NYPD to Send More 'Decoy Officers' into Subways to Fight Crime

Target...or decoy?
In light of a 16 percent increase in theft (mostly of electronic devices) on subway trains, the New York Post reports the NYPD will be doubling the number of the cops currently underground and sending them into the system as decoy officers. While we don't know exactly what this means, yet, the Post posits "That old lady with an iPhone could be a cop." More information, like how many new officers will be dispatched into the subway and what the MTA's specific plans are for them -- and, perhaps, if any of them will really be old ladies -- will be revealed at a meeting tonight.

In related news, we recently learned you should hold your phone with a finger over the top while talking on it to prevent it from being easily snatched. Also, in general, don't pass out drunk on a train for fear of lush workers, 109 of whom still lie in wait for you to fall asleep so they can cut your wallet from your pocket. If you are planning on napping, read our detailed instructions.

Will the decoys enforce good subway etiquette? Or will they simply hog the pole?

We shall see.

That old lady with an iPhone could be a cop [NYP]

[JDoll / @thisisjendoll]

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I love to read Instapaper during my commute, and I hold my iPhone in a death grip, always with one finger over the top, like you said. But it *astounds me* how many people don't hang on to their phones almost at all, even when they're by the doors. At least I get to rest easier, knowing that they're the easier target!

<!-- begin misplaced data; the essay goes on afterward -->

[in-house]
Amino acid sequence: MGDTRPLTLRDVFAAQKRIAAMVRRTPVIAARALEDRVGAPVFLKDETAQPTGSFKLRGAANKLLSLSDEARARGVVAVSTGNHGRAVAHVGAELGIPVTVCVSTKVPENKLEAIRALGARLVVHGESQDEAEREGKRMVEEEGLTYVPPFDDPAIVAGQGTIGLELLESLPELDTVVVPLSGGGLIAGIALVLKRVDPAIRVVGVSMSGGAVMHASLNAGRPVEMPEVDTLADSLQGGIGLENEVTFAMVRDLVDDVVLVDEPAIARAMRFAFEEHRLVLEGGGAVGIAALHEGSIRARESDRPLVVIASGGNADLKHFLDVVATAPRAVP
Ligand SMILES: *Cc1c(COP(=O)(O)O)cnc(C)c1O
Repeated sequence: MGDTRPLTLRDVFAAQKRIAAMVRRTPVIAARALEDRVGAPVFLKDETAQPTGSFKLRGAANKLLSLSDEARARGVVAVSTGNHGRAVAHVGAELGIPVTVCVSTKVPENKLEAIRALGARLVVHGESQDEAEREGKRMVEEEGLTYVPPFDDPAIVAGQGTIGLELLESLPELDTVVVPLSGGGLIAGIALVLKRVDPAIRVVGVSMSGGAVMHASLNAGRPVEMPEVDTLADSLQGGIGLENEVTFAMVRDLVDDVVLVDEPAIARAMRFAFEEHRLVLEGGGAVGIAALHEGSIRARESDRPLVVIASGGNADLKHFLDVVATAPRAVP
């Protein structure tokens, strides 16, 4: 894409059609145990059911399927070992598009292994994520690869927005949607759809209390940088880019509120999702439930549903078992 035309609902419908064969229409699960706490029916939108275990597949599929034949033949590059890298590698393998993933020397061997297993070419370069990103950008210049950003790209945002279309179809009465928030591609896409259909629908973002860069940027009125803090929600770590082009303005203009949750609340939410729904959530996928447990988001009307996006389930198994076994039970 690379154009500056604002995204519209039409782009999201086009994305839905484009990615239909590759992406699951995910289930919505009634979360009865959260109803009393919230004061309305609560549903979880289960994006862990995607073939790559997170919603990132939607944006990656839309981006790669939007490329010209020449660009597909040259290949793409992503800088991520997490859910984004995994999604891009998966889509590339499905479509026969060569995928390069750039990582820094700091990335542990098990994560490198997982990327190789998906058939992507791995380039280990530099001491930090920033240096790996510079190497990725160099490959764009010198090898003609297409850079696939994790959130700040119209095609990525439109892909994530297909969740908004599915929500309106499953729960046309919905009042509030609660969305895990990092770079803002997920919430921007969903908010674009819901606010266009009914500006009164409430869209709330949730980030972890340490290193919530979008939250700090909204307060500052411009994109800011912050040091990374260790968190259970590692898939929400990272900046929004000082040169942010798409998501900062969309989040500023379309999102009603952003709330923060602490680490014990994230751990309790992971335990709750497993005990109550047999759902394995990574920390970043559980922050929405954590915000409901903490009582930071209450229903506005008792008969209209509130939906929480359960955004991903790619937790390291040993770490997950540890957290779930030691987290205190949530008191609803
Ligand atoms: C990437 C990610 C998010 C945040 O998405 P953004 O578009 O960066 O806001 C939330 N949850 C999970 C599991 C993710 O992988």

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That is really ridiculous to get this news point, I think we need do more to cure the crime harm of our society, but not in this way.


Note to kids who sell candy on the A-train with the line: "I'm not out here robbing or stealing, instead I'm just candy-dealing," the unfortunate stereotyping in that line makes white liberals like me uncomfortable. Can you try something like: "To promote a communion of good feelings, I'm on here candy-dealing." Thanks.


Um, I'm dying of laughter from this sentence, in the NY Times piece about lush workers, describing why some victims may not report the crime:

"Victims, after all, are perhaps understandably ashamed to come forward to report being drunk enough to not have noticed the filleting of their pants by a man born in 1931."

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